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Wideband Transmitter Design

Discussion in 'General Electronics' started by Victor Vector, Oct 29, 2003.

  1. With the proliferation of wireless technologies and the soon to be
    implemented RFID technology I was prompted to think of a way of
    disrupting the flow of these communications over the airwaves.
    possible uses could be jamming cell phones in cinemas or jamming WiFi
    in starbucks and watching the buisnessmen cry cause they cant get
    their e-mail. Thus I propose the idea of a wideband RF transmitter
    capable of producing noise on a variety of frequencies and that is
    also portable/breifcase sized so as you dont attract too much
    attension. Is a spark gap, the most simplest of transmitters the way
    to go. Does anyone still know how to build a spark gap and are they at
    all tuneable and how do you boost the output so as cellular and WIFI
    can be drowned out, Thanks for any ideas on this subjdect
     
  2. John Larkin

    John Larkin Guest


    Why not just throw a brick through the window of the nearest police
    station?

    John
     
  3. Dave VanHorn

    Dave VanHorn Guest

    :>Thanks for any ideas on this subjdect

    Dont.
     
  4. Jimmy

    Jimmy Guest

    I built an FM transmitter that constantly scans the FM broadcst band and
    locks on a particular freq when a microphone located outside my car picks up
    the 1000hz tone broadcat by the transmitter. Pressing a button generates a
    single sweep of the band and goes practically unnoticed by nearby listeners
    who happen to hear it on the radio. Only if the radio receiver is putting
    out a couple hundred watts will I get a lock. You can imagine how much fun
    this can be. Only problem I have with it is that few people who have these
    loud stereoes in their car listen to FM but I do catch a few.
     
  5. I'm extremely glad you don't know shit from apple butter
    about electronics. If you did, you'd start with Marconi's
    sparkgap XMTR and go from there.

    Then, you'd spend ten to twenty years in jail.

    Mark L. Fergerson
     
  6. A sparkgap's a terrifically effective gadget for wiping out AM over a
    very broad band indeed, but with most comms now operating in other
    modes, it's far less effective, I'm afraid. Aircraft comms are still
    AM, though and since you're line-of-sight with them, you might bring a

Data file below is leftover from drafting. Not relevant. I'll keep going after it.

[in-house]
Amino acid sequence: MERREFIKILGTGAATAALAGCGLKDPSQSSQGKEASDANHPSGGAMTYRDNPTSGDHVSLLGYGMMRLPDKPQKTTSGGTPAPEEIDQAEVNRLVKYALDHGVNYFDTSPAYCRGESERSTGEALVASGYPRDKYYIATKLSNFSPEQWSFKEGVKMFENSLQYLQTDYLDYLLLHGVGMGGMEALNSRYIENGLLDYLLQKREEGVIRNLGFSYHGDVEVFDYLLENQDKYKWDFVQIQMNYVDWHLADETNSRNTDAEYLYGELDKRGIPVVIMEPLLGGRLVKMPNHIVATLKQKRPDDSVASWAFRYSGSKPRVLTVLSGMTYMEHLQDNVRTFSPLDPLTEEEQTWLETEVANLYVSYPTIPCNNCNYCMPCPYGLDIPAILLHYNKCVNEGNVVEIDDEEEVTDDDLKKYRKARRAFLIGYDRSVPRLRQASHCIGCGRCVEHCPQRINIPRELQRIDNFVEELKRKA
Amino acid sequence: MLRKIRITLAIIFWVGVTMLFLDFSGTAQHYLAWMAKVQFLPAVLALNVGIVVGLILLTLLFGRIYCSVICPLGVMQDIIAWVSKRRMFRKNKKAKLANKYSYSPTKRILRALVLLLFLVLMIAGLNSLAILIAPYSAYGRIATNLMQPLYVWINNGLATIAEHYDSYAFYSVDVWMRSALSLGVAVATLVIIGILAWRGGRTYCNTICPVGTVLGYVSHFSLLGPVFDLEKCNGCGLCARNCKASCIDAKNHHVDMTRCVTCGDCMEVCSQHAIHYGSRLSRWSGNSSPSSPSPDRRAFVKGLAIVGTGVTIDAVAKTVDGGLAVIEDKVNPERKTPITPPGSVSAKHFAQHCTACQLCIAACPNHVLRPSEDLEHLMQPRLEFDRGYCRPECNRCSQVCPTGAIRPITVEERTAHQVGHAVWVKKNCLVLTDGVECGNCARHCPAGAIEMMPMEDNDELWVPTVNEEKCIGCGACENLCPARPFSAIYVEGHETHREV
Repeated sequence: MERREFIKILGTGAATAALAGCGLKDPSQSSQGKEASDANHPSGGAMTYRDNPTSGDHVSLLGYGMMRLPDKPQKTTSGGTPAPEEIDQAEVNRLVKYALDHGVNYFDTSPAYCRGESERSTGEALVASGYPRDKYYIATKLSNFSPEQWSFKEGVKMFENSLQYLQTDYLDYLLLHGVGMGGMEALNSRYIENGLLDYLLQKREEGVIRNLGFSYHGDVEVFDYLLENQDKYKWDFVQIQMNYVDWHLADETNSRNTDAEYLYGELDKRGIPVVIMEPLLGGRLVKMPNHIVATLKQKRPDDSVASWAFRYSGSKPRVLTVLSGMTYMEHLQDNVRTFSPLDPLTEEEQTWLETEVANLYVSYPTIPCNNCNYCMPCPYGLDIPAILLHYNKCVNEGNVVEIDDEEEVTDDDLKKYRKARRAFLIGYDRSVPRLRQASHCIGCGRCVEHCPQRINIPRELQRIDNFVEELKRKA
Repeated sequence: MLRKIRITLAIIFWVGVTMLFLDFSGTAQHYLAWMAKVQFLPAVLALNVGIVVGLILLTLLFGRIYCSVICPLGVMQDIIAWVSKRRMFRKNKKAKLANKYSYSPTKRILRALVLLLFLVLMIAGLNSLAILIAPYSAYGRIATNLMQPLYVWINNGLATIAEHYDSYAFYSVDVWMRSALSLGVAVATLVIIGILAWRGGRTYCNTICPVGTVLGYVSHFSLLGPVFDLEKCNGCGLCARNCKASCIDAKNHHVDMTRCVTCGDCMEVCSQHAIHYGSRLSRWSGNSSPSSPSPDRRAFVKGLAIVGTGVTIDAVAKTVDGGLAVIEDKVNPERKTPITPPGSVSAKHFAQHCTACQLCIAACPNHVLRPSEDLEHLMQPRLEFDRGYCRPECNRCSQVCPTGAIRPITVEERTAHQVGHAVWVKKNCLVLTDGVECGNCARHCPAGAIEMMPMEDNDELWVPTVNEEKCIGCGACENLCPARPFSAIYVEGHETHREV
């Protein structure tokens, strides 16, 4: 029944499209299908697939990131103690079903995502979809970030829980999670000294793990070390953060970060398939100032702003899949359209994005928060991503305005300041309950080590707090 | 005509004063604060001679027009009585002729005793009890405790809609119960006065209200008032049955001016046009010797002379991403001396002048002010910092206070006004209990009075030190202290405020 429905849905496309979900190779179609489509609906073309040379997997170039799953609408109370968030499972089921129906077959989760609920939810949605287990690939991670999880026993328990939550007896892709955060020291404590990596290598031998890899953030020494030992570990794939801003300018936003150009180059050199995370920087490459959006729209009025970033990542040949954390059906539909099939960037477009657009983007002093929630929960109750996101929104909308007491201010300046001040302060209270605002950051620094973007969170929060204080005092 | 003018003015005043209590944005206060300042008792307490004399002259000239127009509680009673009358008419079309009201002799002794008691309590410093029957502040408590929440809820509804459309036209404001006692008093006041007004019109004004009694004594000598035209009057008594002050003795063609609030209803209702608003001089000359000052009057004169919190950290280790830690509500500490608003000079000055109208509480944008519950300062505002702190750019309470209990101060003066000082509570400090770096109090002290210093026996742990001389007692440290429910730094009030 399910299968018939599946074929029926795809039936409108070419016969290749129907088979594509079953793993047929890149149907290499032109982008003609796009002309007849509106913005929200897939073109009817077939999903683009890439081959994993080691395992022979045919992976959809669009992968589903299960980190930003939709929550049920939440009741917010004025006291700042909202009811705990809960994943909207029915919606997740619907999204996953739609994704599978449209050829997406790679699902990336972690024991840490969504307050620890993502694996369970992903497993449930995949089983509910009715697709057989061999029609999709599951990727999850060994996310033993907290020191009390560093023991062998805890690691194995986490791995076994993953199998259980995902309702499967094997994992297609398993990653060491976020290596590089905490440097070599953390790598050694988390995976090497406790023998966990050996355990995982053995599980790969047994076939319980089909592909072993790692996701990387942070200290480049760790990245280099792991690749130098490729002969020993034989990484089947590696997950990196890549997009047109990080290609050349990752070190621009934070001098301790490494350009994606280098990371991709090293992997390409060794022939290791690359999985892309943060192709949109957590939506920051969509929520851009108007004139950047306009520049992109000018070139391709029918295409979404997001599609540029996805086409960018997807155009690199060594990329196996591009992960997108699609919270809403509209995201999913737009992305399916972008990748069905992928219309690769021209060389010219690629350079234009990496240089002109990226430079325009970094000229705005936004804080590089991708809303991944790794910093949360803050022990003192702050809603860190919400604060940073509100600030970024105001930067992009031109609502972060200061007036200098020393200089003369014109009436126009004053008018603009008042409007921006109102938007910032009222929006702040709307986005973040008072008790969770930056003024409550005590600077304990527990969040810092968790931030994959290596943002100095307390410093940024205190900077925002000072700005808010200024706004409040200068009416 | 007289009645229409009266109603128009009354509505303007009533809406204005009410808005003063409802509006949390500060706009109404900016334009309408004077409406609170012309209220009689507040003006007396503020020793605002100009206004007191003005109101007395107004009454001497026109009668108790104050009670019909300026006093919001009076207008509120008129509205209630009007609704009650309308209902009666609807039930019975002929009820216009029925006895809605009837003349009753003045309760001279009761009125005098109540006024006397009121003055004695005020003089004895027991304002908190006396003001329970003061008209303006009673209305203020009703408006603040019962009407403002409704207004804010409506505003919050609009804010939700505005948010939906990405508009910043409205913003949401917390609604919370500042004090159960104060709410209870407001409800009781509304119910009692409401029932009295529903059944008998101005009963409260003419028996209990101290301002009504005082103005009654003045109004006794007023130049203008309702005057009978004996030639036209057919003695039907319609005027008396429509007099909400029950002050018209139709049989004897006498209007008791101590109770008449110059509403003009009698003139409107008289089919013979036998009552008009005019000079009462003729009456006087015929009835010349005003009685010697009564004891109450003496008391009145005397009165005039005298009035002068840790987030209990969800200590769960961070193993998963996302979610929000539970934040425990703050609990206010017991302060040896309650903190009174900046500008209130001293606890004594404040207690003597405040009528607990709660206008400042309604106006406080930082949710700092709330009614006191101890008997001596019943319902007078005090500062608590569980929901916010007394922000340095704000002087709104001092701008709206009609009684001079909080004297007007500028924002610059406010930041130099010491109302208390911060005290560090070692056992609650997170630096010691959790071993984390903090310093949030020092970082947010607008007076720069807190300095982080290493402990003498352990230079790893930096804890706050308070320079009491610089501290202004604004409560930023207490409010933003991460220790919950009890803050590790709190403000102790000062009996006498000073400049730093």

few planes down even if you can't screw up Starbucks' muzac.
     
  7. No he won't, aircraft operators have very elaborate com failure procedures.
    OTOH, he will have the FCC and the FAA at his doorstep in no time. Which
    is in turn what he will have to serve.

    Michael
     
  8. default

    default Guest

    A spark gap is not the best idea for a jammer. They are inefficient.
    Somewhat audibly noisy also - presumably you'd want to be
    surreptitious in your activity . . . Also you run the risk of
    interrupting more than the person you find offensive.

    I like the idea I saw on the web. The guy used the final amplifier
    and exciter from a junk cell phone and a sweep generator to rapidly
    switch frequencies. The people that built them claimed they worked
    well for local disruption in shopping malls, restaurants, and on the
    road.

    Professional/commercial cell jamming devices probably use the same
    scheme. See http://www.monix.com.tw/mgb1.htm or
    http://www3.sympatico.ca/ChanLiYen/Cordless/list.htm

    Use Google to search the newsgroups
    http://groups.google.com/advanced_group_search Search on the phrase
    "cell phone jammer" and or "cell phone" +jammer
    the schematic I saw may still be up and about somewhere (I know I
    copied it).

    From the newsgroups search I just ran:
    I don't know if it works or not, but with all new parts it won't set
    you back more than $20 or so.
     
  9. Jim Thompson

    Jim Thompson Guest

    Complaint sent to Google with copies to FBI and FCC ;-)

    ...Jim Thompson
     
  10. Quite true. A competently imaginative neoLuddite asshole
    would look at Marconi's loop and think about slide
    trombones. Getting it to slide fast enough to bugger
    FM/PM/PWM/ agile comms will be, um, difficult unless he
    considers altering its length electrically, switching
    through a series of loops (a la "multiwave" antennae), or
    something like that. Hell, I thought that up thirty years
    ago (but didn't try it).

    I hope he enjoys buggering (or rather being buggered). If
    he's successful, he'll get plenty, especially if he follows
    any of the hints he gets here, so keep 'em coming!

    Mark L. Fergerson
     
  11. default

    default Guest

  12. I Love It! I need it!! When can you ship me one!!
    Glenn
     
  13. Dennis Davis

    Dennis Davis Guest

    jimmy,you're a dick lol, go find a church somewhere and bother them
    instead,what an idiot
     
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